>>So do you believe in faeries? I mean I had assumed you are involved with Ecopaganism, and isn’t there an open-minded acceptance of the Land of Faerie? If so, then what is ‘that’ is ‘it’ matter?
    Does our science even KNOW what matter is, or what consciousness is?
    As far as I am aware it doesn’t.
    So your position that everything is ‘stuff called matter’–what could that even mean if we dont know what ‘matter’ or ‘consciousness’ is?

    I’ve never had an OBE and all of the descriptions I’ve heard make sense if understood as dreams, hallucinations and (sometimes) telepathy. So, until I come across an OBE that doesn’t make sense in non-dualistic terms, I don’t think it makes sense to say someone can leave their body.

    >>It must be very strange, I admit, if you have never experience an OBE to be told by someone they have had this experience. I can tell you that they were not like dreams–not the ones I am familiar with. Dreams tend to morph from once scne into a next one, but these OBEs were not like that. The room–the surroundings stay the same, but there may be a door open—there may be someone sat in a place where another pice of furniture had been. In my experience someone very close to me was sat in the place the TV usually was, but everything else stayed the same.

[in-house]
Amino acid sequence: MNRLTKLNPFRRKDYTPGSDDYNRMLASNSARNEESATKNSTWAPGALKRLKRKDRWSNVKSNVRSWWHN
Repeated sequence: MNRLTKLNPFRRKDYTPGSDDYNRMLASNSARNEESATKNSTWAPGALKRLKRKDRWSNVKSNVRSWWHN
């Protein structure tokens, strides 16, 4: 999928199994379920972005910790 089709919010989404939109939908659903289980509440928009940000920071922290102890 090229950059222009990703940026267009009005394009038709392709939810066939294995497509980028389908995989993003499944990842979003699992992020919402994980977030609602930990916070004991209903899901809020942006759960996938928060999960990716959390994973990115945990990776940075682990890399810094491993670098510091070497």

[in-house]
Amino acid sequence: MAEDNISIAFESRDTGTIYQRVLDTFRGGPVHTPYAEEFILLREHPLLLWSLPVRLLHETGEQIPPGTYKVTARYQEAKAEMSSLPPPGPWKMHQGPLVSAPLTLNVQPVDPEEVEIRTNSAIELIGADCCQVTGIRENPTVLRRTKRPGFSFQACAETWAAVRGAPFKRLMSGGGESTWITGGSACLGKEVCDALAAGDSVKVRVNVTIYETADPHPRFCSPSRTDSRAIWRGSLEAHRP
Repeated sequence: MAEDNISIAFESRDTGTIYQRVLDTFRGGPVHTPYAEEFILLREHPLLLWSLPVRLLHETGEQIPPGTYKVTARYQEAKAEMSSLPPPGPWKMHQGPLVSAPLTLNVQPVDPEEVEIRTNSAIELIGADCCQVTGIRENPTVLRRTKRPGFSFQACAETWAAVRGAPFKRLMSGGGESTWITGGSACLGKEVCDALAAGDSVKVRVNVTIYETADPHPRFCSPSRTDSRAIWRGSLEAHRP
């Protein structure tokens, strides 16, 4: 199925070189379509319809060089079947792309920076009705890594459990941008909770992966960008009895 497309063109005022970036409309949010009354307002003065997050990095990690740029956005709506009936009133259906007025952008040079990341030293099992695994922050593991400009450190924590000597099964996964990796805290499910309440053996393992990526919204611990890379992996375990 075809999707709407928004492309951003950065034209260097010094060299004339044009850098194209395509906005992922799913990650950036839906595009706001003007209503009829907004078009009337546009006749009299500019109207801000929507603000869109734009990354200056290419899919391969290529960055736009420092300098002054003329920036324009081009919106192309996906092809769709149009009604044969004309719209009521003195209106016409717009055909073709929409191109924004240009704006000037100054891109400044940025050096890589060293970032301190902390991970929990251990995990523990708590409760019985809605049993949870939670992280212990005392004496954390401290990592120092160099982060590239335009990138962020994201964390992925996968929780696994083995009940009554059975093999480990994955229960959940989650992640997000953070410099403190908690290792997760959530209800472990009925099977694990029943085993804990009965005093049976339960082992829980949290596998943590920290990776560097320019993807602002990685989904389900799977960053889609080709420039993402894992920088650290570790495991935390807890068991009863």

Yes telepathy did happen from two beings, but one hears this experience from people who have had UFO encounters, and from people who have had psychedelic experience.
    ‘Hallucination’? Hmmmm now how would one define that term? Have you seen this: Jeremy Narby – Biospheric TV “We don’t know how the film that we see springs out of the three pounds of jelly inside our skull…we don’t even know where the screen is…”

    There’s a more sympathetic account in the article ‘Out-of-Body Experiences: All in the Brain?’. It’s a dualistic account and doesn’t even try to engage with the philosophical difficulties of any theory of mind as spirit and body as matter.

    >>I haven’t looked at this yet, but I feel you seem to contradict your self in the preview—you both say it is sympathetic account, and then say it is dualistic…?

    If you’d like something much more juicy and truly cutting edge that moves us away from these sad old Cartesian ideas, check out enactivism.